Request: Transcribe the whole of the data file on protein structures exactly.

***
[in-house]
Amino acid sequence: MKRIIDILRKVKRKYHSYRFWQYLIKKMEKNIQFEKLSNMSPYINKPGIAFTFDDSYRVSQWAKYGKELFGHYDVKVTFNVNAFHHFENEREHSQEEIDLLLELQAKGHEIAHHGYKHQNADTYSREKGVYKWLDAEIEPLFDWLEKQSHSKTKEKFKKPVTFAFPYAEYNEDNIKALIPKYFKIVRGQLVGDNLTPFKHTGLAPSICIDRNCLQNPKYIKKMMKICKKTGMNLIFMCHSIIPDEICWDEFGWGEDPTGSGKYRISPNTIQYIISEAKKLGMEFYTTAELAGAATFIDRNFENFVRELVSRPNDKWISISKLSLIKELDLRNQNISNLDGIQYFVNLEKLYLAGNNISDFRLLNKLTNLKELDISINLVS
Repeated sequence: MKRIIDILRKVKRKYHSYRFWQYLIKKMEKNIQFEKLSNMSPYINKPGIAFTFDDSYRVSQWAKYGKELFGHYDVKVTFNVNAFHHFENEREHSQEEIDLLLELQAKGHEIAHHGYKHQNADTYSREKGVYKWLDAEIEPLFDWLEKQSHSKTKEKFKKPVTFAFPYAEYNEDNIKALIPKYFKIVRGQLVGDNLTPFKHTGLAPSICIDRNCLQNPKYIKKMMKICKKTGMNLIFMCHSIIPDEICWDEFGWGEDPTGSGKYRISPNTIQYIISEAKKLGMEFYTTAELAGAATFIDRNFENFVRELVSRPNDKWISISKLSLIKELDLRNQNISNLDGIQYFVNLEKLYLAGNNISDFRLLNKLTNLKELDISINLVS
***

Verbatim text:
[in-house]
Amino acid sequence: MKRIIDILRKVKRKYHSYRFWQYLIKKMEKNIQFEKLSNMSPYINKPGIAFTFDDSYRVSQWAKYGKELFGHYDVKVTFNVNAFHHFENEREHSQEEIDLLLELQAKGHEIAHHGYKHQNADTYSREKGVYKWLDAEIEPLFDWLEKQSHSKTKEKFKKPVTFAFPYAEYNEDNIKALIPKYFKIVRGQLVGDNLTPFKHTGLAPSICIDRNCLQNPKYIKKMMKICKKTGMNLIFMCHSIIPDEICWDEFGWGEDPTGSGKYRISPNTIQYIISEAKKLGMEFYTTAELAGAATFIDRNFENFVRELVSRPNDKWISISKLSLIKELDLRNQNISNLDGIQYFVNLEKLYLAGNNISDFRLLNKLTNLKELDISINLVS
Repeated sequence: MKRIIDILRKVKRKYHSYRFWQYLIKKMEKNIQFEKLSNMSPYINKPGIAFTFDDSYRVSQWAKYGKELFGHYDVKVTFNVNAFHHFENEREHSQEEIDLLLELQAKGHEIAHHGYKHQNADTYSREKGVYKWLDAEIEPLFDWLEKQSHSKTKEKFKKPVTFAFPYAEYNEDNIKALIPKYFKIVRGQLVGDNLTPFKHTGLAPSICIDRNCLQNPKYIKKMMKICKKTGMNLIFMCHSIIPDEICWDEFGWGEDPTGSGKYRISPNTIQYIISEAKKLGMEFYTTAELAGAATFIDRNFENFVRELVSRPNDKWISISKLSLIKELDLRNQNISNLDGIQYFVNLEKLYLAGNNISDFRLLNKLTNLKELDISINLVS